Acronyms, Idioms, And Slang, The Evolution Of The English Language.

1112 words - 4 pages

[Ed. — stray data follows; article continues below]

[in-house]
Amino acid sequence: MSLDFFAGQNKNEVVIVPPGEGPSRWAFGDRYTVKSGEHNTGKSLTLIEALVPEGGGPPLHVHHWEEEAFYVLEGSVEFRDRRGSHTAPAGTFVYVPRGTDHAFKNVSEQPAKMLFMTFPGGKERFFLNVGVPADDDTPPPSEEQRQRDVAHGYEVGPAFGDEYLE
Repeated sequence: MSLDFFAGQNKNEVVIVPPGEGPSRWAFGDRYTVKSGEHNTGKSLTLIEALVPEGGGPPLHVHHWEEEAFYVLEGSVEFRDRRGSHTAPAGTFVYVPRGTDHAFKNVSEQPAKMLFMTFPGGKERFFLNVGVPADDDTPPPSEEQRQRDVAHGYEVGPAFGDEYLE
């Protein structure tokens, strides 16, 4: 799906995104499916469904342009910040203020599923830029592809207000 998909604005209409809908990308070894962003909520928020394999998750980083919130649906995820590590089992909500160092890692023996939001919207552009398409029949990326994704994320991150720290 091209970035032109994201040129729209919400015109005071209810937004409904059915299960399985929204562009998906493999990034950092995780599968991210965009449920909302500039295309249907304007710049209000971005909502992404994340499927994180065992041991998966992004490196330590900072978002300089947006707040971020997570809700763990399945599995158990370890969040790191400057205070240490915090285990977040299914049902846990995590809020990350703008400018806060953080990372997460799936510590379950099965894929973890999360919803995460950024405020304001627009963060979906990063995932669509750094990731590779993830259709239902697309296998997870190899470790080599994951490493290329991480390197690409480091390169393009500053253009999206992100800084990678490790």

Although the English language is only 1500 years old, it has evolvedat an incredible rate: so much so, that, at first glance, the average personin America today would find most Shakespearean literature confusing withoutthe aid of an Old-English dictionary or Cliff's Notes. Yet Shakespear livedjust 300 years ago! Some are seeing this is a sign of the decline of theEnglish language, that people are becoming less and less literate. As R.Walker writes in his essay 'Why English Needs Protecting,' 'the moral andeconomic decline of Great Britain in the post-war era has been mirrored bya decline in the English language and literature.' I, however, disagree. Itseems to me that the point of language is to communicate -- to express someidea or exchange some form of information with someone else. In this sense,the English language seems, not necessarily to be improving or decaying,but optimizing -- becoming more efficient.It has been both said and observed that the technological evolutionof a society tends to grow exponentially rather than linearly. The same canalso be said of the English language. English is evolving on two levels:culturally and technologically. And both of these are unavoidable. Perhapsthe more noticeable of the two today is the technological evolution ofEnglish. When the current scope of a given language is insufficient todescribe a new concept, invention, or property, then there becomes anecessity to alter, combine, or create words to provide a needed definition.For example, the field of Astro-Physics has provided the English languagewith such new terms as pulsar, quasar, quark, black hole, photon, neutrino,positron etc. Similarly, our society has recently be inundated with amyriad of new terms from the field of Computer Science: motherboard, harddrive, Internet, megabyte, CD, IDE, SCSI, TCP/IP, WWW, HTTP, DMA, GUI andliterally hundreds of others acronyms this particular field is notoriousfor. While some of these terms, such as black hole and hard drive, are justa combination of pre-existing words, many of them are new words altogether.To me it seems clear that anything that serves to increase the academicvocabulary of a society should be welcomed, although not all would agree.For example, many have accused this trend of creating an acronym foreverything to be impersonal and confusing. And, while I agree that there isreally no need to abbreviate Kentucky Fried Chicken, it does become tiringto have to constantly say Hypertext Transfer Protocol (HTTP) or TransferControl Protocol/Internet Protocol (TCP/IP) when they are both used sofrequently when dealing with computers on a network. Not only is it futilefor one to reject these inevitably new additions to our language, one woulddo oneself well to actually learn them.The cultural evolution of English is not as distinguishable, norseemingly as necessary, as the technological evolution of English, yet itexists nonetheless. It is on this level that the English language hasprimarily been accused...

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